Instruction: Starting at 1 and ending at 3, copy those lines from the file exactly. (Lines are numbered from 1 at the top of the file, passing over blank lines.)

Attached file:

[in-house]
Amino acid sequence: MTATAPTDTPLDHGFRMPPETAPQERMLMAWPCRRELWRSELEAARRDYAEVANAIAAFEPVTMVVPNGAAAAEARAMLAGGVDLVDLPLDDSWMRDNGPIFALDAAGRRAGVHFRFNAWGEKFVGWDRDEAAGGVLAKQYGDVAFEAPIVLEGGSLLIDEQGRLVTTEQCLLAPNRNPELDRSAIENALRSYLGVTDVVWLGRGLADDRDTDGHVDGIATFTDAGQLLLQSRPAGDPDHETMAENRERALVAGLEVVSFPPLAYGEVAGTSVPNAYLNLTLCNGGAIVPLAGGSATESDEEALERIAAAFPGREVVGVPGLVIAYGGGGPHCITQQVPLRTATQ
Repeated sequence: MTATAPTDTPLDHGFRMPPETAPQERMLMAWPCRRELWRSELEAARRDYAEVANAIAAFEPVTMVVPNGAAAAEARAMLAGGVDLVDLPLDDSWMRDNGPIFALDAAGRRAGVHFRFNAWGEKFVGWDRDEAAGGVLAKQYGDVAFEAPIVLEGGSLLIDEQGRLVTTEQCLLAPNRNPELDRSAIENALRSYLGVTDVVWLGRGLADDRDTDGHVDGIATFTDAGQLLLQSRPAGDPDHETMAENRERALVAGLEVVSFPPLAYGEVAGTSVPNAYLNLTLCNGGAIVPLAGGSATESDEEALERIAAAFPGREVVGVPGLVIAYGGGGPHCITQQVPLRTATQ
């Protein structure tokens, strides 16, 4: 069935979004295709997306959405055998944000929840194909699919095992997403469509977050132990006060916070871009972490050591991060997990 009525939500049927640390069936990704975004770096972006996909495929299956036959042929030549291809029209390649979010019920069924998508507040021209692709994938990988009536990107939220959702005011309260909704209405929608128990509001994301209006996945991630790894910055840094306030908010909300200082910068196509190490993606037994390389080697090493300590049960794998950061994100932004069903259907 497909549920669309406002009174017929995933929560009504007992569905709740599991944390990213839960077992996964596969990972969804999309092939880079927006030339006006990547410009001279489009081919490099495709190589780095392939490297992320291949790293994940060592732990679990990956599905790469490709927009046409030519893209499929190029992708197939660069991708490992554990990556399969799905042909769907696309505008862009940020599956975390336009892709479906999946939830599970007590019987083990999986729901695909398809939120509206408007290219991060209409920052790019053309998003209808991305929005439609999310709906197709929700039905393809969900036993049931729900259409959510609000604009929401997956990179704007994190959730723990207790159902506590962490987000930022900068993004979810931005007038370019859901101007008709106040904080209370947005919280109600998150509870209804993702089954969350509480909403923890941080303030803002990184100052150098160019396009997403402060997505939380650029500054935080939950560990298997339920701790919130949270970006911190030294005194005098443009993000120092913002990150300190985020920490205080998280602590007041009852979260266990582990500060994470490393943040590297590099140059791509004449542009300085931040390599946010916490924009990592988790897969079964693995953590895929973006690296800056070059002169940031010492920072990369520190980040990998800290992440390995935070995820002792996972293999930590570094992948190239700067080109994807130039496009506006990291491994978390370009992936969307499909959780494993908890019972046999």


[in-house]
Amino acid sequence: MTATAPTDTPLDHGFRMPPETAPQERMLMAWPCRRELWRSELEAARRDYAEVANAIAAFEPVTMVVPNGAAAAEARAMLAGGVDLVDLPLDDSWMRDNGPIFALDAAGRRAGVHFRFNAWGEKFVGWDRDEAAGGVLAKQYGDVAFEAPIVLEGGSLLIDEQGRLVTTEQCLLAPNRNPELDRSAIENALRSYLGVTDVVWLGRGLADDRDTDGHVDGIATFTDAGQLLLQSRPAGDPDHETMAENRERALVAGLEVVSFPPLAYGEVAGTSVPNAYLNLTLCNGGAIVPLAGGSATESDEEALERIAAAFPGREVVGVPGLVIAYGGGGPHCITQQVPLRTATQ
Repeated sequence: MTATAPTDTPLDHGFRMPPETAPQERMLMAWPCRRELWRSELEAARRDYAEVANAIAAFEPVTMVVPNGAAAAEARAMLAGGVDLVDLPLDDSWMRDNGPIFALDAAGRRAGVHFRFNAWGEKFVGWDRDEAAGGVLAKQYGDVAFEAPIVLEGGSLLIDEQGRLVTTEQCLLAPNRNPELDRSAIENALRSYLGVTDVVWLGRGLADDRDTDGHVDGIATFTDAGQLLLQSRPAGDPDHETMAENRERALVAGLEVVSFPPLAYGEVAGTSVPNAYLNLTLCNGGAIVPLAGGSATESDEEALERIAAAFPGREVVGVPGLVIAYGGGGPHCITQQVPLRTATQ